Diversity of mycorrhizal fungi associated with epiphytic orchid Phalaenopsis japonica and their potential for conservation and commercial horticulture uses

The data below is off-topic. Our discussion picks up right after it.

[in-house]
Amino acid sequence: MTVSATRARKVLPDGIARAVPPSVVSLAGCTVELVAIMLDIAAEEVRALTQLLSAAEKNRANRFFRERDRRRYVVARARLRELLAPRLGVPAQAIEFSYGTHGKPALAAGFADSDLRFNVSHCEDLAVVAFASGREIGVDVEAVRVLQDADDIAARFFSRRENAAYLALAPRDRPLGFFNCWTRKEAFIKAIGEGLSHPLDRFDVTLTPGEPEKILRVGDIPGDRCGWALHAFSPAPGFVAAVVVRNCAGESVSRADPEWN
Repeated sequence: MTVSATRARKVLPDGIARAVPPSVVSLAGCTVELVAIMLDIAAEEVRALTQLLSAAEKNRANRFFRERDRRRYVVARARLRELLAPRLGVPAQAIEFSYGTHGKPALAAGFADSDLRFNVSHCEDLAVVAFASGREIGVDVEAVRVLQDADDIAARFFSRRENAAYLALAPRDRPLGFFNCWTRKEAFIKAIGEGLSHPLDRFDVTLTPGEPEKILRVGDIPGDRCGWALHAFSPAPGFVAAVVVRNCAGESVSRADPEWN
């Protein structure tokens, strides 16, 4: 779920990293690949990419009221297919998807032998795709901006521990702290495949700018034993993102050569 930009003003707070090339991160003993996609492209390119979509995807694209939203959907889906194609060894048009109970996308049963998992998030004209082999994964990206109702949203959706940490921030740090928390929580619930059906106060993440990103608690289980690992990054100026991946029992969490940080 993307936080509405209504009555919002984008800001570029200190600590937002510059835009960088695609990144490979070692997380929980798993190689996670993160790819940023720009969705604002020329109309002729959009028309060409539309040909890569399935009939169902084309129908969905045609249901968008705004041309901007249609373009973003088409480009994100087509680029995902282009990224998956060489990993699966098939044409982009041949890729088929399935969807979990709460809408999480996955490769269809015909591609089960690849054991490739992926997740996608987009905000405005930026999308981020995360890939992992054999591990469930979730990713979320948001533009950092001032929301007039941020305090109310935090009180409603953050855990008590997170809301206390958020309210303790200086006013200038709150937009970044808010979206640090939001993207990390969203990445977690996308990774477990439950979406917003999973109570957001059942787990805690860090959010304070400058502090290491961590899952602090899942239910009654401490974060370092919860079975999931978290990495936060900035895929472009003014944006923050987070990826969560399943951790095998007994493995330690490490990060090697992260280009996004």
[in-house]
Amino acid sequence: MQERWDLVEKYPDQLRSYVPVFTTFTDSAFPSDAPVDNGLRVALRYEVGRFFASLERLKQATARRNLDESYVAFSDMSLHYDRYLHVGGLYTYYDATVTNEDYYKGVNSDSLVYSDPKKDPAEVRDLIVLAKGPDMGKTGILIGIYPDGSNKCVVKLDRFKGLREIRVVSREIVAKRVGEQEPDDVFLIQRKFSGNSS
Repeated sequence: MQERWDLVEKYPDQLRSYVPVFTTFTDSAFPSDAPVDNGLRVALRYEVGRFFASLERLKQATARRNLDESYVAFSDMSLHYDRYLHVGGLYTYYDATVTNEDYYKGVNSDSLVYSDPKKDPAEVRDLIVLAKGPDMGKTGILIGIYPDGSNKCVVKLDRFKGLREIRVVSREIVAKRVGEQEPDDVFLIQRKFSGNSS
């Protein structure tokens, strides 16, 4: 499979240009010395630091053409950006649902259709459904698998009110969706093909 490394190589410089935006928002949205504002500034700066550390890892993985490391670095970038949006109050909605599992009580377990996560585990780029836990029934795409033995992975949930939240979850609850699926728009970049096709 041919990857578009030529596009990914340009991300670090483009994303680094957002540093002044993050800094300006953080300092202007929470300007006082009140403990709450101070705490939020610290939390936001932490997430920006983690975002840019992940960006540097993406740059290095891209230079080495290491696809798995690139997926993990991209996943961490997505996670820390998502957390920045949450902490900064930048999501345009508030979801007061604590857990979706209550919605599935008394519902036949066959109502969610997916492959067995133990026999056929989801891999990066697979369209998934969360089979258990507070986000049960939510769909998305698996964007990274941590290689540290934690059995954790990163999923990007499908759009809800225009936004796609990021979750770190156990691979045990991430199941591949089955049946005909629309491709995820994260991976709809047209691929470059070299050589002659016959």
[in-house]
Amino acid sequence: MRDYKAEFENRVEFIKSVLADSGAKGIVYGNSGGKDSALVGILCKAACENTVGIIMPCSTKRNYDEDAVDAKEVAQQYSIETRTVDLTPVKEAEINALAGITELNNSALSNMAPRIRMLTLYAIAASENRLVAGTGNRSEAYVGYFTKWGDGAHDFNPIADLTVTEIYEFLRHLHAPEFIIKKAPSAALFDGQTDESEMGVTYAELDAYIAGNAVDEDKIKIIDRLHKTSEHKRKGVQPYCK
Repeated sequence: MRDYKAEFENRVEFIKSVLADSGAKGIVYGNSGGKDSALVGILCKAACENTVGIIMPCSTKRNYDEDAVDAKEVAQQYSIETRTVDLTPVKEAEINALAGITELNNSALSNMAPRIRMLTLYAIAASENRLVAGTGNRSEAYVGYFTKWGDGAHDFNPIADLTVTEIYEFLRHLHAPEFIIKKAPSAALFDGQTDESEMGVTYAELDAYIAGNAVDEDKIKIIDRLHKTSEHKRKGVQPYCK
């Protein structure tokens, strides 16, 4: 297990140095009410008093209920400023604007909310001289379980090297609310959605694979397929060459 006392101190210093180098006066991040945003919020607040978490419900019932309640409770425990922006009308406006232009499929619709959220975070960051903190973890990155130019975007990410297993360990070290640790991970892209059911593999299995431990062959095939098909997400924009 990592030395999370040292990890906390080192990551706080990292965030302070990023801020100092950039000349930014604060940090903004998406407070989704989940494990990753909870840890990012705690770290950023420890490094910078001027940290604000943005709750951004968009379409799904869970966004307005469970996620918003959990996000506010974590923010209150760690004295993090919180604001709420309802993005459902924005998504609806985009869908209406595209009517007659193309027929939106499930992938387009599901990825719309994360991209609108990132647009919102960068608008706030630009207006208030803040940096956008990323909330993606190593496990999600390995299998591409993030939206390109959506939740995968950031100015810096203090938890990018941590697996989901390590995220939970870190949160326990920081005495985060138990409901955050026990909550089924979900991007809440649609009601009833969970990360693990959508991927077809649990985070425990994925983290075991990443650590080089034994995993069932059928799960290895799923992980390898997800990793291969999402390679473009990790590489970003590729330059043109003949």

Epiphytic orchids comprise 68% of vascular epiphytes on the earth and play an important role in ecological processes in forest canopies. Due to their reliance on specific mycorrhizal fungi for nutrient acquisition, many epiphytic orchids may be endangered and rare. One such rare epiphytic orchid is Phalaenopsis japonica, which is widely used in the floriculture industry. This study aimed to identify the mycorrhizal fungi of P. japonica and determine their roles in seed germination and seedling development. Root samples from 36 adult individuals across four sites in southern Japan were collected, and mycorrhizal fungi were identified using both Sanger and High-throughput Sequencing analyses. The results from both methods revealed adults P. japonica is associated with diverse mycobionts belonging to the Basidiomycota families, Ceratobasidiaceae and Tulasnellaceae. However, two Ceratobasidiaceae OTUs, CE6, and CE22 were dominant. To determine the specific role of the mycorrhizal fungi in P. japonica seed germination and seedling growth, symbiotic cultures were conducted. Seeds inoculated with CE6 showed higher germination percentages and faster protocorm development compared to other fungal strains. Additionally, seedlings inoculated with CE6, CE22, and TU18 displayed varying efficiencies in promoting seedling growth, with CE6 showing the most significant impact. Overall, Ceratobasidiaceae was predominantly associated with seed germination, seedling growth, and the adult stages, while CE6 and CE22 were primary partners throughout the life history of P. japonica. Finally, our findings contribute to elucidating mycorrhizal symbiosis in epiphytic habitats and provide knowledge for the use of such fungal strains in conservation and/or commercial production.